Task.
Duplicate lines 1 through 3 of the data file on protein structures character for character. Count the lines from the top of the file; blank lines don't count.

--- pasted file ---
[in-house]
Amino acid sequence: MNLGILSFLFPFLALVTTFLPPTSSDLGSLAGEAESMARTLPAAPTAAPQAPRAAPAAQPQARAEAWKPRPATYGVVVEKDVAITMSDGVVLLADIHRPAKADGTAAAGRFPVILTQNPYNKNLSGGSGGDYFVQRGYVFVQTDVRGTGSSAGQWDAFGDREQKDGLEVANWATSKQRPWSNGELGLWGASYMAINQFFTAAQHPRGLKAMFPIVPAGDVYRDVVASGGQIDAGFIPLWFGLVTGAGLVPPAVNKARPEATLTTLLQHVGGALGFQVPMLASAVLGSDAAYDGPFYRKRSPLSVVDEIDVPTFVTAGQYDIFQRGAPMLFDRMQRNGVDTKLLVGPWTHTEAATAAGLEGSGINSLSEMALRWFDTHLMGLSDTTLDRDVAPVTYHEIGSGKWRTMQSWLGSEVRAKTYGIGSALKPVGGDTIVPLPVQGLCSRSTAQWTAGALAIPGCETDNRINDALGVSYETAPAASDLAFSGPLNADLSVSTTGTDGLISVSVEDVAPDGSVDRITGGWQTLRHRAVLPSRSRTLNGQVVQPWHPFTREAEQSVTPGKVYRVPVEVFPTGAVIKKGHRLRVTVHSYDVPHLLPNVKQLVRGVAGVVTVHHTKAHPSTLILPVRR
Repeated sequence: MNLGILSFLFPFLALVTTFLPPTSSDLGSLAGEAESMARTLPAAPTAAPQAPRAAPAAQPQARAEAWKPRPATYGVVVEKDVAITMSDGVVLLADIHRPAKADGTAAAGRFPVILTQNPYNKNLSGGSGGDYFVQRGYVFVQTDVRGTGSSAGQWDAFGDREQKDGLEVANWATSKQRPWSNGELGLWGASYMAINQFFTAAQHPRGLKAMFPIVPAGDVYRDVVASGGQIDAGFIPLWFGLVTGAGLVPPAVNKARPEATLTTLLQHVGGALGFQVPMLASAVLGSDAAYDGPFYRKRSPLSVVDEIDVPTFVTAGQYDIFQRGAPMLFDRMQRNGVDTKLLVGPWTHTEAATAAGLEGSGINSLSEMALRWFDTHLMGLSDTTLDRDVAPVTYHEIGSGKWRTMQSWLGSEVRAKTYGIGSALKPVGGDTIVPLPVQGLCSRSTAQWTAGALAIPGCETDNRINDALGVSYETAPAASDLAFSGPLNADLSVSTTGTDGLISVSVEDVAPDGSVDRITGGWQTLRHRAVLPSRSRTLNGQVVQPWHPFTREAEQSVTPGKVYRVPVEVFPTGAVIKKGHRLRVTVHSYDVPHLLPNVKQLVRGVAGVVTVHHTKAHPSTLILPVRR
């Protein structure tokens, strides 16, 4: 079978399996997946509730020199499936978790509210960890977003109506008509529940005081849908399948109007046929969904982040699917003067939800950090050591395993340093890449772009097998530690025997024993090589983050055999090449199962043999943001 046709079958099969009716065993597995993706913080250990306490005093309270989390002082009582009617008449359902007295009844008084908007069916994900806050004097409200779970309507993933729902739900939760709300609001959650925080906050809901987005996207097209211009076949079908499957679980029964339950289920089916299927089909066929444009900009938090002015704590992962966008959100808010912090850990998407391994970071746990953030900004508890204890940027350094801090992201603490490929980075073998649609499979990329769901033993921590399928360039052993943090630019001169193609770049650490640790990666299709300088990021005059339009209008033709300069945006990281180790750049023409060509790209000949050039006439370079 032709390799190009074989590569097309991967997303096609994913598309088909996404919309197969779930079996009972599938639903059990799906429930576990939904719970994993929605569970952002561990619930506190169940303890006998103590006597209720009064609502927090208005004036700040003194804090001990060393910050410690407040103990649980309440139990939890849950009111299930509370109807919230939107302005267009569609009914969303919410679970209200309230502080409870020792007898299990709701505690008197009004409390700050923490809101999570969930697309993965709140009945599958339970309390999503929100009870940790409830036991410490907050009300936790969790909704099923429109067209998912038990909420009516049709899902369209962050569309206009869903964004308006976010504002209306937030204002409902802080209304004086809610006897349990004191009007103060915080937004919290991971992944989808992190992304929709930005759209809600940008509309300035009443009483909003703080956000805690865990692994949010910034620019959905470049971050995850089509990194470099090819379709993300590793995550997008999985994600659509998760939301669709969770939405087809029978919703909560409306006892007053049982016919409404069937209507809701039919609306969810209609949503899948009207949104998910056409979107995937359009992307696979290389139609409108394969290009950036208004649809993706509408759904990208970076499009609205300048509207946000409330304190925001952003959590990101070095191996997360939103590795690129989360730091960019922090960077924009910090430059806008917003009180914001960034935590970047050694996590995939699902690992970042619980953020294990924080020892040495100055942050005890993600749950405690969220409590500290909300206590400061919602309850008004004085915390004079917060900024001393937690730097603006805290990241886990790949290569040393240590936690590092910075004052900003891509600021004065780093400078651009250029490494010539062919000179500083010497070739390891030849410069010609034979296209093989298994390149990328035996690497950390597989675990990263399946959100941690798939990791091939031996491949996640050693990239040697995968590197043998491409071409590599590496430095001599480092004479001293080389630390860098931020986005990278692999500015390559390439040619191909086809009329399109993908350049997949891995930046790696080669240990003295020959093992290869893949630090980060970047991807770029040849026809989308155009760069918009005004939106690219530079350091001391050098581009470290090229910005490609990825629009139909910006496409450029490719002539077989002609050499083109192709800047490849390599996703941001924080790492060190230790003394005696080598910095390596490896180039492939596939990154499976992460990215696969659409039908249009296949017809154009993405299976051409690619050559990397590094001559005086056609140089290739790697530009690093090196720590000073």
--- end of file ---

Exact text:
[in-house]
Amino acid sequence: MNLGILSFLFPFLALVTTFLPPTSSDLGSLAGEAESMARTLPAAPTAAPQAPRAAPAAQPQARAEAWKPRPATYGVVVEKDVAITMSDGVVLLADIHRPAKADGTAAAGRFPVILTQNPYNKNLSGGSGGDYFVQRGYVFVQTDVRGTGSSAGQWDAFGDREQKDGLEVANWATSKQRPWSNGELGLWGASYMAINQFFTAAQHPRGLKAMFPIVPAGDVYRDVVASGGQIDAGFIPLWFGLVTGAGLVPPAVNKARPEATLTTLLQHVGGALGFQVPMLASAVLGSDAAYDGPFYRKRSPLSVVDEIDVPTFVTAGQYDIFQRGAPMLFDRMQRNGVDTKLLVGPWTHTEAATAAGLEGSGINSLSEMALRWFDTHLMGLSDTTLDRDVAPVTYHEIGSGKWRTMQSWLGSEVRAKTYGIGSALKPVGGDTIVPLPVQGLCSRSTAQWTAGALAIPGCETDNRINDALGVSYETAPAASDLAFSGPLNADLSVSTTGTDGLISVSVEDVAPDGSVDRITGGWQTLRHRAVLPSRSRTLNGQVVQPWHPFTREAEQSVTPGKVYRVPVEVFPTGAVIKKGHRLRVTVHSYDVPHLLPNVKQLVRGVAGVVTVHHTKAHPSTLILPVRR
Repeated sequence: MNLGILSFLFPFLALVTTFLPPTSSDLGSLAGEAESMARTLPAAPTAAPQAPRAAPAAQPQARAEAWKPRPATYGVVVEKDVAITMSDGVVLLADIHRPAKADGTAAAGRFPVILTQNPYNKNLSGGSGGDYFVQRGYVFVQTDVRGTGSSAGQWDAFGDREQKDGLEVANWATSKQRPWSNGELGLWGASYMAINQFFTAAQHPRGLKAMFPIVPAGDVYRDVVASGGQIDAGFIPLWFGLVTGAGLVPPAVNKARPEATLTTLLQHVGGALGFQVPMLASAVLGSDAAYDGPFYRKRSPLSVVDEIDVPTFVTAGQYDIFQRGAPMLFDRMQRNGVDTKLLVGPWTHTEAATAAGLEGSGINSLSEMALRWFDTHLMGLSDTTLDRDVAPVTYHEIGSGKWRTMQSWLGSEVRAKTYGIGSALKPVGGDTIVPLPVQGLCSRSTAQWTAGALAIPGCETDNRINDALGVSYETAPAASDLAFSGPLNADLSVSTTGTDGLISVSVEDVAPDGSVDRITGGWQTLRHRAVLPSRSRTLNGQVVQPWHPFTREAEQSVTPGKVYRVPVEVFPTGAVIKKGHRLRVTVHSYDVPHLLPNVKQLVRGVAGVVTVHHTKAHPSTLILPVRR